Cape Wind Finally Gets Green Light

Photo by phault, <a href="http://www.flickr.com/photos/pjh/185488397/">via Flickr</a>.

For indispensable reporting on the coronavirus crisis, the election, and more, subscribe to the Mother Jones Daily newsletter.


In what environmental activists are calling a “huge victory for clean energy,” Interior Secretary Ken Salazar announced on Wednesday the approval of the Cape Wind project. The announcement ends nearly a decade of debate over whether to build the 24-square-mile project in the Nantucket Sound, and launches the nation’s first offshore wind farm.

“This will be the first of many projects up and down the Atlantic coast,” said Salazar, adding that it will help the country “build a new energy future.”

He acknowledged that the decision “has not been a easy one,” citing the concerns of local Native American tribes that the proposed wind farm would disrupt their ritual of greeting the sunrise and impose on ancestral burial grounds. In order to address some of those concerns, the number of turbines planned for the sound will be reduced from the original proposal of 170 to 130, and more archaeological surveys of the area will be done to “minimize impacts,” Salazar said.

“There is no question that the review of the project in my mind has been thorough,” he said, noting that the project has been under review for nine years. “There is no reason a offshore wind project should take a decade to be approved,” he added.

The project’s approval was especially salient in light of the current drilling catastrophe off the coast of Louisiana, where the Coast Guard today announced that it is planning to light the oil spill on fire in order to protect the sensitive coastline. The spill has sparked concerns over the administration’s plans to expand offshore drilling, which Salazar and President Barack Obama announced last month.

The juxtaposition didn’t seem lost on Salazar. “Cape Wind is the opening of a new chapter,” he said.

UPDATE: Cape Wind president Jim Gordan issued a statement that he hopes “to begin construction of Cape Wind before the end of the year.” “Going first is never easy and Cape Wind is proud of the role we played in raising awareness for what will become a major component of our energy future and in helping the United States develop a regulatory framework for this new exciting industry,” Gordan said.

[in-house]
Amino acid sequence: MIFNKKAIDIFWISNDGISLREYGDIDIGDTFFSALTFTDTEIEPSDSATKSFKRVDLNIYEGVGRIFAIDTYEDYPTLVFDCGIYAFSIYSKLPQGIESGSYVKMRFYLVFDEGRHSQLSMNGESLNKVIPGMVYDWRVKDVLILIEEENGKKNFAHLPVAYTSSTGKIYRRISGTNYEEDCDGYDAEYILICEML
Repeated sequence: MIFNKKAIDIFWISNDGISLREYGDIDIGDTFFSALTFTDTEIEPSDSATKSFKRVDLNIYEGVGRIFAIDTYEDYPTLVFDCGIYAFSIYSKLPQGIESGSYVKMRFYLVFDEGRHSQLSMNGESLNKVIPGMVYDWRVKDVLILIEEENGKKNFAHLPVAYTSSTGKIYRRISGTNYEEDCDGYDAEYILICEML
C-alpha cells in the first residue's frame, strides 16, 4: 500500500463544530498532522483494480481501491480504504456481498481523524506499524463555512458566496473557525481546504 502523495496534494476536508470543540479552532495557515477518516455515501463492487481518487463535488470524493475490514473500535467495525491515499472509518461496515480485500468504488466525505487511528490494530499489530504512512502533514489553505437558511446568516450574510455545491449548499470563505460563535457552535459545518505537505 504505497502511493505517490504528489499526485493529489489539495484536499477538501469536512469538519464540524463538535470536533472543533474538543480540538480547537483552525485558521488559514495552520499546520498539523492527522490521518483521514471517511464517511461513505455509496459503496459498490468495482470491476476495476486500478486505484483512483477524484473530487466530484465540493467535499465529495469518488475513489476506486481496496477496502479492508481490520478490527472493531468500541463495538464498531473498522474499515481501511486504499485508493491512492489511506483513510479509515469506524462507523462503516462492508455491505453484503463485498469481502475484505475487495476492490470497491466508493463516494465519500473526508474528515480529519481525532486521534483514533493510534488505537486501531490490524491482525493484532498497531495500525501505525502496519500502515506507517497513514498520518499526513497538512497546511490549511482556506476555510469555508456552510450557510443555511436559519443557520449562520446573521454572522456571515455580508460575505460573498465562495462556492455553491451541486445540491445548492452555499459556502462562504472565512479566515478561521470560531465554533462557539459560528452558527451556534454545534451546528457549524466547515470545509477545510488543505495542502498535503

More MotherJones reporting on Climate Desk

DOES IT FEEL LIKE POLITICS IS AT A BREAKING POINT?

Headshot of Editor in Chief of Mother Jones, Clara Jeffery

It sure feels that way to me, and here at Mother Jones, we’ve been thinking a lot about what journalism needs to do differently, and how we can have the biggest impact.

We kept coming back to one word: corruption. Democracy and the rule of law being undermined by those with wealth and power for their own gain. So we're launching an ambitious Mother Jones Corruption Project to do deep, time-intensive reporting on systemic corruption, and asking the MoJo community to help crowdfund it.

We aim to hire, build a team, and give them the time and space needed to understand how we got here and how we might get out. We want to dig into the forces and decisions that have allowed massive conflicts of interest, influence peddling, and win-at-all-costs politics to flourish.

It's unlike anything we've done, and we have seed funding to get started, but we're looking to raise $500,000 from readers by July when we'll be making key budgeting decisions—and the more resources we have by then, the deeper we can dig. If our plan sounds good to you, please help kickstart it with a tax-deductible donation today.

Thanks for reading—whether or not you can pitch in today, or ever, I'm glad you're with us.

Signed by Clara Jeffery

Clara Jeffery, Editor-in-Chief

We Recommend

Latest